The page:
One of the most challenging aspects of property ownership is predicting and covering expenses related to maintenance and operations. Failure to properly anticipate and cover these costs can negatively impact profitability and utility. Even worse, property owners who are confronted with unexpected costs may begin to defer maintenance, which can ultimately threaten the structural soundness and safety of a building or system. The key to preventing these scenarios is to analyze life cycle cost before investing in a building or piece of property.
Why is it important to calculate life cycle cost?
In order to be successful, prospective owners and facility managers must possess the resources to properly maintain their property. Calculating life cycle cost of a facility or property enables owners and managers to have a firm grasp on the costs to acquire, operate, and maintain a building or system. Specifically, they develop expertise with the following:
- Acquisition and procurement costs
- Construction costs
- Fuel and energy costs
- The cost to replace parts
- Financial costs, such as loan payments
What is the best way to calculate life cycle cost?
The best way to assess the total cost of owning a building is to conduct a life cycle cost analysis (LCCA). Performing an LCCA enables building owners to identify the most efficient and affordable way to buy, operate, and maintain a building or piece of property. For instance, studies show that the total life cycle cost of a century old bascule bridge can be less than five times the bridge’s initial cost. Calculating these costs would encompass a multitude of expenses such as the following:
- User costs such as impaired capacity around construction zones
- Periodic maintenance costs to keep the bridge structurally sound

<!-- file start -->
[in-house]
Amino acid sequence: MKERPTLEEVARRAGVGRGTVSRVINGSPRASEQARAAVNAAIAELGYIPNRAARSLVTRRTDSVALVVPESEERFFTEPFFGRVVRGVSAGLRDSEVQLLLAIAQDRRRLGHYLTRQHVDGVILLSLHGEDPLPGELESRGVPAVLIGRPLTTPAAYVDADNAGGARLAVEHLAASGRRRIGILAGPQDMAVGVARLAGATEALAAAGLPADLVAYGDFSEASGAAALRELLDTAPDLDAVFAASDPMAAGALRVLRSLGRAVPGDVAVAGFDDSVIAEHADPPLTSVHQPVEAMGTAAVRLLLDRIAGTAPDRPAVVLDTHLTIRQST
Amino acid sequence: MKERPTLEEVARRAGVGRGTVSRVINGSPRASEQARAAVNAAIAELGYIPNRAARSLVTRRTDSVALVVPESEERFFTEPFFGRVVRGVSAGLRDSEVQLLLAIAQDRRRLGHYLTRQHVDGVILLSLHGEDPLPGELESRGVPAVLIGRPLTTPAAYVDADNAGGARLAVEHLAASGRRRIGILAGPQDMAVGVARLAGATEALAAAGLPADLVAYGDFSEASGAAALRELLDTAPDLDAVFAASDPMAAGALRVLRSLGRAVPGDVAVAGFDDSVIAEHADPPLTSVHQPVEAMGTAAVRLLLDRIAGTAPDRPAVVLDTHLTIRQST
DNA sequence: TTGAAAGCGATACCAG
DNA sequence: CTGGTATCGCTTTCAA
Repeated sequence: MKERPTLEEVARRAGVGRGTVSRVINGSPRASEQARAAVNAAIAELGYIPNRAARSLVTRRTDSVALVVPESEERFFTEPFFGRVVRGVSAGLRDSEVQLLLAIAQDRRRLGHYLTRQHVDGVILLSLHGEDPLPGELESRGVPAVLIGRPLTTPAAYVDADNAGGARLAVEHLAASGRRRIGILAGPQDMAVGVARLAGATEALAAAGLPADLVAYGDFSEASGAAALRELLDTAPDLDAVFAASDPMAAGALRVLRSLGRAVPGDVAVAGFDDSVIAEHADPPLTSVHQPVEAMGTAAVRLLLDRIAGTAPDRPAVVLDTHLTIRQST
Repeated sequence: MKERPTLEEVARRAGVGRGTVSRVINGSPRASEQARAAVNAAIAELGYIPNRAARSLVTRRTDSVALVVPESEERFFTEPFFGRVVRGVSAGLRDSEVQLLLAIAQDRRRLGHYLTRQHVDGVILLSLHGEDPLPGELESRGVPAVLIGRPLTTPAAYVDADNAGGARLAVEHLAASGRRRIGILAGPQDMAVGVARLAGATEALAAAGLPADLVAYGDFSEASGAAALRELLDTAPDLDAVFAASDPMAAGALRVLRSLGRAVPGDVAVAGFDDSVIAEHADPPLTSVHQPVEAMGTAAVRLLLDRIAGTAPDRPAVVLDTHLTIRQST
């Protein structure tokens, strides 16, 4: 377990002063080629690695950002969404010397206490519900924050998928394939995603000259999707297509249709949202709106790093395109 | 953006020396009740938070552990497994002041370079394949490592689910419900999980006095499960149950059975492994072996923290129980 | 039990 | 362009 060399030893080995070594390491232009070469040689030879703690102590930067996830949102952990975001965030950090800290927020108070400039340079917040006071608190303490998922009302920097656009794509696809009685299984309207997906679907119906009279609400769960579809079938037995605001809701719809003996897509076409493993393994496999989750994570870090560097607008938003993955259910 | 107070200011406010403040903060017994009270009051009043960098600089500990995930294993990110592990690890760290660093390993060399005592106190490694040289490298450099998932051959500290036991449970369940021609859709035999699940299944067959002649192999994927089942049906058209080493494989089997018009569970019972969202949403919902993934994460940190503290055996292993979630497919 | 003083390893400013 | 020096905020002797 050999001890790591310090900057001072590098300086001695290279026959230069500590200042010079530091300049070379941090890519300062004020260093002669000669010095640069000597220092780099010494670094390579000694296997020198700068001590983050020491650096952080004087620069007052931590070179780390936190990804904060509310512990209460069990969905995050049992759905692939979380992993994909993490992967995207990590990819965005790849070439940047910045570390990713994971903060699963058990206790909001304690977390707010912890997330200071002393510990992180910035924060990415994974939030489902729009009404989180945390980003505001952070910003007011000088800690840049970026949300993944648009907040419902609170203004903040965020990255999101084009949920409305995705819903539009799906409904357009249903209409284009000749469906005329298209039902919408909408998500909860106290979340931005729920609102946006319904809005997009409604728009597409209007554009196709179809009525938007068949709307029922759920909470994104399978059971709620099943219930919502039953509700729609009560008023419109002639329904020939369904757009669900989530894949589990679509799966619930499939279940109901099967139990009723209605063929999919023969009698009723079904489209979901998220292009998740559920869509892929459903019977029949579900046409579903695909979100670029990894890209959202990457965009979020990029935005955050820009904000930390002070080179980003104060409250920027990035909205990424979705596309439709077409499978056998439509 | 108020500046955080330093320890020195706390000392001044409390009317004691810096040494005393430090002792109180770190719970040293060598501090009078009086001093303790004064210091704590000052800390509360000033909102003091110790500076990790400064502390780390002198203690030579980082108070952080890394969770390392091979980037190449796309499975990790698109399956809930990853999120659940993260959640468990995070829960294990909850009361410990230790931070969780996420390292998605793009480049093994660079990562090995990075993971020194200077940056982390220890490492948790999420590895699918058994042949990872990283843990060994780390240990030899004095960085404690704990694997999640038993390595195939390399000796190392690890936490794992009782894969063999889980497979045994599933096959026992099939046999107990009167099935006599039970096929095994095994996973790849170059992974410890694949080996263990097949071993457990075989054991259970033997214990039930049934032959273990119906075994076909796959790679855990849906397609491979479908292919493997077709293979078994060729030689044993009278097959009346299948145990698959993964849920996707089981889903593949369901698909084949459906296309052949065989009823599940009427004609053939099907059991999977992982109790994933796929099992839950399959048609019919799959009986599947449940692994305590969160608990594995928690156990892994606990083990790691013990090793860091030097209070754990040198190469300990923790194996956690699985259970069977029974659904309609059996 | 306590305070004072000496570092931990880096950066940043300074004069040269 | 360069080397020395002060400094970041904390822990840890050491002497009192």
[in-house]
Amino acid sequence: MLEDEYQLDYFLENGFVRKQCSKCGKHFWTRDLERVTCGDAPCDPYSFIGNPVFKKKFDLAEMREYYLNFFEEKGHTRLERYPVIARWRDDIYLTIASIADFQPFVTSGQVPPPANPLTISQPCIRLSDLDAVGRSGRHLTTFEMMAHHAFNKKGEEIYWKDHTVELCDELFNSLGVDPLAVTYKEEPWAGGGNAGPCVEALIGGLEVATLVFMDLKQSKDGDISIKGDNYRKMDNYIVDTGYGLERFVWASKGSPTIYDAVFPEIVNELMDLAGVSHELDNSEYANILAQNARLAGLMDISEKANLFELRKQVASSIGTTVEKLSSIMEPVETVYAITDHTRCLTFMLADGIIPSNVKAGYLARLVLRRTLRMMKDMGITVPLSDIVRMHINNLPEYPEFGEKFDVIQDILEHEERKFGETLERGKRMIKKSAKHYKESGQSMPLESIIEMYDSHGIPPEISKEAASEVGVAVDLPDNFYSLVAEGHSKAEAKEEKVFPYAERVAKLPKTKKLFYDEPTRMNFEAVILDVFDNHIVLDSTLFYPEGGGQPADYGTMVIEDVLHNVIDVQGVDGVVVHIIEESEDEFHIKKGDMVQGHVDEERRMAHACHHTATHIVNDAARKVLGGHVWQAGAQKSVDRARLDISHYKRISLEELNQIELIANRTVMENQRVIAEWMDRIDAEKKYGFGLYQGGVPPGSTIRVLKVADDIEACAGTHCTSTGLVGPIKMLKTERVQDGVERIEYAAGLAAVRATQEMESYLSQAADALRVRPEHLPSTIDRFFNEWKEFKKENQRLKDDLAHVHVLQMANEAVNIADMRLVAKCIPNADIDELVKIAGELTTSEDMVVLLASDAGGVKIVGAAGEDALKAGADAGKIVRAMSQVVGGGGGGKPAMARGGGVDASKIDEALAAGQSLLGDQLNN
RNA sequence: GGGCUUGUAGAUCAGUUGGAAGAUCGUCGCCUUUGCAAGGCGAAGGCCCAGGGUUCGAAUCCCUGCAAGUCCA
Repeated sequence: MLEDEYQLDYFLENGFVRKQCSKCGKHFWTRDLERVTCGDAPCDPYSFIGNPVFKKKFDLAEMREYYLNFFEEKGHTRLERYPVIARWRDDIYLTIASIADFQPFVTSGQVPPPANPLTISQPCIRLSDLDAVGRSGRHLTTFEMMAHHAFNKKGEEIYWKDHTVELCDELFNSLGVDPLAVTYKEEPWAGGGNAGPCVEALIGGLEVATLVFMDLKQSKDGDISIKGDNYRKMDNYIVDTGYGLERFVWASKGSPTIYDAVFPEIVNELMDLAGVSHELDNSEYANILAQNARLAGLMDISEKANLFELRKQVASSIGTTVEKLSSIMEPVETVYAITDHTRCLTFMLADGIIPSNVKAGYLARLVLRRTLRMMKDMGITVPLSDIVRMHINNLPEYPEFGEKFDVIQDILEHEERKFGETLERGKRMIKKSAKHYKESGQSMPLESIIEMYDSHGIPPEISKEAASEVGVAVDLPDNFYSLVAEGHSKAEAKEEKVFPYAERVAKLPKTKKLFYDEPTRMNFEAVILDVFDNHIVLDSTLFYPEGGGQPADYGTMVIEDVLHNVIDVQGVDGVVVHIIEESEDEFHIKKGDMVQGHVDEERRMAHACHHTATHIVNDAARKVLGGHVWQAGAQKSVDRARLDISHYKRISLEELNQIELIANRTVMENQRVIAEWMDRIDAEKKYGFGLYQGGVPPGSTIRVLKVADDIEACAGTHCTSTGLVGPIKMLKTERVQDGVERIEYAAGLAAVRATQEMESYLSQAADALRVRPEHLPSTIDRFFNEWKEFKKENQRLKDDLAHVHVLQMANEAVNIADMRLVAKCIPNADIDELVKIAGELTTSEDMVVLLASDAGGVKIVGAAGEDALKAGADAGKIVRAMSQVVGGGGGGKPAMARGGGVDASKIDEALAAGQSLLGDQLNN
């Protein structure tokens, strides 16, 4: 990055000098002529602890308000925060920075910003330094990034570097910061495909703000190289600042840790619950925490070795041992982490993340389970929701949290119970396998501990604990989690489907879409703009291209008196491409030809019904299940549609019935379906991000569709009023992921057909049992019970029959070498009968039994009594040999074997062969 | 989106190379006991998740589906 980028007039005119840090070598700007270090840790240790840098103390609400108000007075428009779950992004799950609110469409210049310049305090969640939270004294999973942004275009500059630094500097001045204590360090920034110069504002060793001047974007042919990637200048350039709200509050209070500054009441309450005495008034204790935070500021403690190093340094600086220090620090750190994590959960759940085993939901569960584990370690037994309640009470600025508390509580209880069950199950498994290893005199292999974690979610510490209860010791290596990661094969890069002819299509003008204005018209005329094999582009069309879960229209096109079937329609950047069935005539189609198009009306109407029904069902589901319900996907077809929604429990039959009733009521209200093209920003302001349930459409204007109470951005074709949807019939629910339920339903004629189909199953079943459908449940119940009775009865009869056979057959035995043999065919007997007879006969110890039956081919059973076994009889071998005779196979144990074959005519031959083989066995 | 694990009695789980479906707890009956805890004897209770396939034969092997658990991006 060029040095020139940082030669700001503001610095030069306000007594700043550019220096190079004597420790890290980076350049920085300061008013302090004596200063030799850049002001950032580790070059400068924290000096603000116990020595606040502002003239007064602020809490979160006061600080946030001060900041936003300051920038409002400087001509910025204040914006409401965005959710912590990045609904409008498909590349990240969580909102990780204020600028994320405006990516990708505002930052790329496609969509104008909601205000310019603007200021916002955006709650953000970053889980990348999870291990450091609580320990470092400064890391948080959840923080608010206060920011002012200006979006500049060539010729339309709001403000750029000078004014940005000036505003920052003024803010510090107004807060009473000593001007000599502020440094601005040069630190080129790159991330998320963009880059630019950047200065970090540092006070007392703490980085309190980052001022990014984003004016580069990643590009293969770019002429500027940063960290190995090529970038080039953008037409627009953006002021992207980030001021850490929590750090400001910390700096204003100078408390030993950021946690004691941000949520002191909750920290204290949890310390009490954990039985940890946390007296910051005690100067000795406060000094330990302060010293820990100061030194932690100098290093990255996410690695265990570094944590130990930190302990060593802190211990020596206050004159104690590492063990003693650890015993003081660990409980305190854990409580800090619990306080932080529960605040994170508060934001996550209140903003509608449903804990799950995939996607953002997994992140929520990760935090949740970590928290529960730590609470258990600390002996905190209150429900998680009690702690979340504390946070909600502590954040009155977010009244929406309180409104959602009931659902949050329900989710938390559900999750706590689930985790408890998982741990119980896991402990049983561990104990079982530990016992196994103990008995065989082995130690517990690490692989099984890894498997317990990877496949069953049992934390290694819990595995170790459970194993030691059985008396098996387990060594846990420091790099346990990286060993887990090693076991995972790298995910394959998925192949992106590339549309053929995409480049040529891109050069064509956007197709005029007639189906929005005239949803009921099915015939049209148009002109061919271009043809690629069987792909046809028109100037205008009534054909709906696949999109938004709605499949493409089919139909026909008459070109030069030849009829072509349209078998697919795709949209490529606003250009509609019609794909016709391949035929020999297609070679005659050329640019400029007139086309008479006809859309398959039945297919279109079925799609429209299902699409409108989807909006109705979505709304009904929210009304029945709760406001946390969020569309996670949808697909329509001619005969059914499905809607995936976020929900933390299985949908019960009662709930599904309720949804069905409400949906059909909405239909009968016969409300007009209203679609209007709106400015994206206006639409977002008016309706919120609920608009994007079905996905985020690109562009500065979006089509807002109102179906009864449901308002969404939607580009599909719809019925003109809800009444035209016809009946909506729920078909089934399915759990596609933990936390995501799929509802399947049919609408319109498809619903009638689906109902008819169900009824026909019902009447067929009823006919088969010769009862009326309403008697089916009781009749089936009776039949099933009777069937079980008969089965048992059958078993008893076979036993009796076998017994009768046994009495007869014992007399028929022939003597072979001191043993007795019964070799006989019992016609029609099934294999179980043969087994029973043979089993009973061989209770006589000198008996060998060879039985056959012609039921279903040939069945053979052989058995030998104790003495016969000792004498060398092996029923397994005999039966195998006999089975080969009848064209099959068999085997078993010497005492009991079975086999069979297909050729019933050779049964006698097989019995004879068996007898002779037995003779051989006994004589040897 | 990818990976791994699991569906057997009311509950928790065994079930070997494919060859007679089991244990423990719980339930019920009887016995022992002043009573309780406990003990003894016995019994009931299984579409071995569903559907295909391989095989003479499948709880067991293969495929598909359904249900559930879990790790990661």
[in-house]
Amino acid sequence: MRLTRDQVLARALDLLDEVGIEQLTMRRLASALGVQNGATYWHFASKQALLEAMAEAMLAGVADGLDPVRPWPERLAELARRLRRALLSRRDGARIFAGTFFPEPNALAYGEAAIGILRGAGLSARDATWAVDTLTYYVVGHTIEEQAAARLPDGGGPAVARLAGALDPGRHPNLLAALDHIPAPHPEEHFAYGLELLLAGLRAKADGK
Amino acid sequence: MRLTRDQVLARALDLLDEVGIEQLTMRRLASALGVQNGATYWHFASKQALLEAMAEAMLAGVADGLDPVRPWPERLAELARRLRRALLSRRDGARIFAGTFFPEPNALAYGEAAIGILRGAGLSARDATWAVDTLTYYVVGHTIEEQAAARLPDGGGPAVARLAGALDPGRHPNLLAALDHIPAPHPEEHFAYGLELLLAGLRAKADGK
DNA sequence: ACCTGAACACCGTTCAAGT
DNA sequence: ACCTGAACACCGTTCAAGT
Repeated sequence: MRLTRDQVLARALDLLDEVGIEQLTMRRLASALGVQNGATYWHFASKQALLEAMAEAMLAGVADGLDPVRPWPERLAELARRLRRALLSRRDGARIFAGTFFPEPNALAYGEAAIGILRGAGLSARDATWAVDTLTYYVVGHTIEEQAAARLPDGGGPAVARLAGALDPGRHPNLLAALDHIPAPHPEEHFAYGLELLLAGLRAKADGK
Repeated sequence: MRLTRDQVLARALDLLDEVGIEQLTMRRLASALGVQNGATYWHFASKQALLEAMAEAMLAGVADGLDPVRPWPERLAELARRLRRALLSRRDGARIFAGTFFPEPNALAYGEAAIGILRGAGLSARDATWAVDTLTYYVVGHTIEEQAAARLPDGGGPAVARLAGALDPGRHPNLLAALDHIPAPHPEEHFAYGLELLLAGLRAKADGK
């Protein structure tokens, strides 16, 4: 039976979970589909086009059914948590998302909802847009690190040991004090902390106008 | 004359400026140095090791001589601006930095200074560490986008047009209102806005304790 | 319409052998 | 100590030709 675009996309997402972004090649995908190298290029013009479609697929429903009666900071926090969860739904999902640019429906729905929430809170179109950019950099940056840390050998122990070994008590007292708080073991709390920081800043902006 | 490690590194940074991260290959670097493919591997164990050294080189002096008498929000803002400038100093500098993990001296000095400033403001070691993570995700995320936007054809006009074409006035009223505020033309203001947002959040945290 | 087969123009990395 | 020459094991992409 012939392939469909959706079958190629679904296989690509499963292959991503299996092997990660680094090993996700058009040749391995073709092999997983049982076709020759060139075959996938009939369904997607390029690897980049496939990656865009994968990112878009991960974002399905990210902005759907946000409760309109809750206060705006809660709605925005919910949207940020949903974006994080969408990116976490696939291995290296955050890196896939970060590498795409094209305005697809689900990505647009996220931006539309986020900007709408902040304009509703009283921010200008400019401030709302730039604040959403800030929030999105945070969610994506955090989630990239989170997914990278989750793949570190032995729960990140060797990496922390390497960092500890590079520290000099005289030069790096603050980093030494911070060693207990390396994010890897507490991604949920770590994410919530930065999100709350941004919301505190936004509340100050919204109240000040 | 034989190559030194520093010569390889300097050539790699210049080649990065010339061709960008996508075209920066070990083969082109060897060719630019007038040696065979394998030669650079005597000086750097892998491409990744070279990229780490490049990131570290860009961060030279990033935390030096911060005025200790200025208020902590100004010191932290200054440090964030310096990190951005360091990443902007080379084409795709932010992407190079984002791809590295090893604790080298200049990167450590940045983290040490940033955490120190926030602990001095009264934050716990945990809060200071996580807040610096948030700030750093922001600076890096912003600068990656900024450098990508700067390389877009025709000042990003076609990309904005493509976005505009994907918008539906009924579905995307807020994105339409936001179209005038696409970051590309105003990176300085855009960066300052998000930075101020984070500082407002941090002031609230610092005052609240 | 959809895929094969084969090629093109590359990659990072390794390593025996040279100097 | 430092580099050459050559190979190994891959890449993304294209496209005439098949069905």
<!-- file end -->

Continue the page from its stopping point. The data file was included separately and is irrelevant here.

- Restoration costs that include large-scale repairs
- Rehabilitation costs to modernize the bridge
To ensure that life cycle costs are properly interpreted, analysts typically present figures in terms of the net present value (NPV). The NPV is obtained by subtracting the present cash flow values from the present value of incoming cash over a defined time period.
When should you conduct a life cycle cost analysis?
While you can technically perform an LCCA at any point in time, it is best to conduct an LCCA as early as possible in the project’s lifespan. Researchers recommend that analyses be completed during the project’s design phase when engineers and developers are evaluating various design alternatives. Ideally, life cycle costing should be integrated into the design process. If the analysis is conducted after the initial stages of a project, an analyst must be sure to exclude any costs that have already been incurred.
What Are the Top Benefits of a Life Cycle Cost Analysis?
Analyzing the life cycle cost of a facility or property offers a variety of short-term and long-term benefits. From enhanced forecasting abilities to increased focus on energy conservation, a life cycle cost analysis yields many benefits. Below are the top ten advantages of conducting a life cycle cost analysis.
1) Building owners become knowledgeable about property costs. A life cycle cost analysis introduces property owners to many important concepts that are used to calculate life cycle costs. For instance, cost analyses might describe certain costs as “sunk”, indicating that those costs are not applicable to the analysis. “First” costs, on the other hand, refer to purchase price and construction costs.
2) Facility managers can prepare a maintenance schedule that promotes efficiency. Life cycle costing yields long-term information about property maintenance and costs. When this information is obtained in an organized format during a project’s development phase, property owners and managers can design a maintenance schedule that does not interfere with periods of peak operation. Additionally, managers can ensure that they have sufficient manpower and resources to tend to maintenance needs.